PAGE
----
However, there was a Turkish provocation, as four or five Turkish fishing boats tried to approach the Greek rocks of Imia, just as they had a week ago. On both occasions, the Greek coast guard turned them back.

    After Thursday's attempt to get near the rocks, the Greek foreign ministry lodged an official protest with with the US ambassador.

    [03] Terrorist

    Anti-terrorist experts are sifting through evidence culled from the house of Nikos Maziotis. He was arrested in a dawn raid on his home Tuesday.

    Police found guns and explosives, and have charged him with illegal possession of those, and with planting a bomb at the development ministry last month.

    That bomb didn't go off, and police were led to Maziotis after they found his fingerprint on it.

    Police are now working on establishing whether or not the three guns found at Maziotis's house have been used in robberies or other criminal acts.

    They've already ruled out that the guns were used in past terrorist hits.

    Investigators are also examining political documents and diaries found at the home of Maziotis, a known anarchist who denies all the charges that have been brought against him.

    Police specialists are trying to see if there are any similarities between the wording used by Maziotis in things he's written, and telephone statements that have been sent to the press by various terrorist groups taking responsibility for bombings.

    The 27-year-old's court arraignment is Friday.

    [04] Simitis

    The prime minister is optimistic about the outlook for the nation's economy. Kostas Simitis spoke at a press reception Thursday night.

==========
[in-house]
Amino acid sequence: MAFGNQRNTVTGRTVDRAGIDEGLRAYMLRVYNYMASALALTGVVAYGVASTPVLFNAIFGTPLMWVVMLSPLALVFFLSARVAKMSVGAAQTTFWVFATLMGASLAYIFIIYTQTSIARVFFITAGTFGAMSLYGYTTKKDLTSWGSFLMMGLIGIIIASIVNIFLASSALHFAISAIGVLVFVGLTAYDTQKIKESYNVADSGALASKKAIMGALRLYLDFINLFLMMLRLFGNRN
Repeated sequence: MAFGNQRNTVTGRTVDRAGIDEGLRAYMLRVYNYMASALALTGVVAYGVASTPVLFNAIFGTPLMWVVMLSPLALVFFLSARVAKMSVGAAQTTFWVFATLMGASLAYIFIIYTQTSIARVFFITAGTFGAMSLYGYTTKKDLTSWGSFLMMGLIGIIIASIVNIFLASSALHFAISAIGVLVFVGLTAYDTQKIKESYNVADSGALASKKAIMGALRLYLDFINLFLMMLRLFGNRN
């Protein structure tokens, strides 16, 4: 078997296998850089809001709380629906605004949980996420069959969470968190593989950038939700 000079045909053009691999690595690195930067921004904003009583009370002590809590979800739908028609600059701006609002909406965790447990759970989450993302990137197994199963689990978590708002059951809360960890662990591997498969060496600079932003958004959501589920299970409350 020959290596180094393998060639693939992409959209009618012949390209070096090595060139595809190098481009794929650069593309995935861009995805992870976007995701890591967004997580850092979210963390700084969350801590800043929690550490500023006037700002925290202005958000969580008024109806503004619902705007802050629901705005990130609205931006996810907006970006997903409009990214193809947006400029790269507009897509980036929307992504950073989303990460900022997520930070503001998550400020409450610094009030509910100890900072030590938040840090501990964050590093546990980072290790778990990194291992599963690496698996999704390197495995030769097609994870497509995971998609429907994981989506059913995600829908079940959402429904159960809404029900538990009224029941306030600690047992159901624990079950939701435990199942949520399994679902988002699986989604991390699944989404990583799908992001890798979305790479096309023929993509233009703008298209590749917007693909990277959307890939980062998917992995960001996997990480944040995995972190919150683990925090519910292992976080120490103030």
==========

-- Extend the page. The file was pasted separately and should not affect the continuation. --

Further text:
Said Simitis, "International economic problems, problems of everyday life, and tension in Greek- Turkish relations shouldn't give us the impression we're not moving forward. Our economy is performing better than it was a year ago. Competitiveness and productivity are up, and a number of public works projects are underway. They will make a very positive impact on the employment picture.

    Simitis added that Pasok's goal is to forge ahead with modernising the state, public administration, and society as a whole. The results of his government's efforts in that sector will soon be apparent he promised.

    Beyond Greece's borders, too, says the prime minister, the country is doing well. "The international community supports our efforst to promote peace and stability in the region", he explained. "Our role in the Balkans is becoming ever more important.

    [05] Karamanlis

    "The real picture of Greece's economy is very negative and the outlook is pessimistic", says the leader of New Democracy.

    Meeting with top members of his party, Kostas Karamanlis lambasted the Simitis's government's economic policies.

    Everyone can see that Pasok's ecnomic policies

    are a failure says New Democracy leader Kostas Karamanlis. He adds, "the government's tricks aren't fooling anyone".

    Meeting with his top party officials Thursday, Karamanlis took issue with the government's 1998 tax bill once again. That bill will raise many people's income taxes. Karamanlis says the bill is proof that the tax- grabbing government's policies are at a dead end.

    "The tax plan shows an extremely harsh side of the government", insists Karamanlis. "Who is hit by taxation?" he asks. "Everyone, you'll answer, and you're right, but wage earners and pensioners are hardest hit of all".

    New Democracy's goal is victory in the next general elections, adds Karamanlis, and to go on to create a strong and effective government, one capable of giving the Greek people vision and inspiration".

    He urges everyone fed up with Pasok to give his party a chance next time around.

    Karamanlis says the government is collapsing under the weight of its own timidity, indecision, and inefficiency, and it's time for a change.

    [06] Tsovolas

    Democratic Movement leader Dimitris Tsovolas left the PapanikolAou hospital in Thessaloniki Thursday after undergoing open heart surgery last Tuesday.

    Dozens of party supporters and close friends met Tsovolas with applause as he left the cardiosurgery clinic after his quadruple bypass and ten day stay.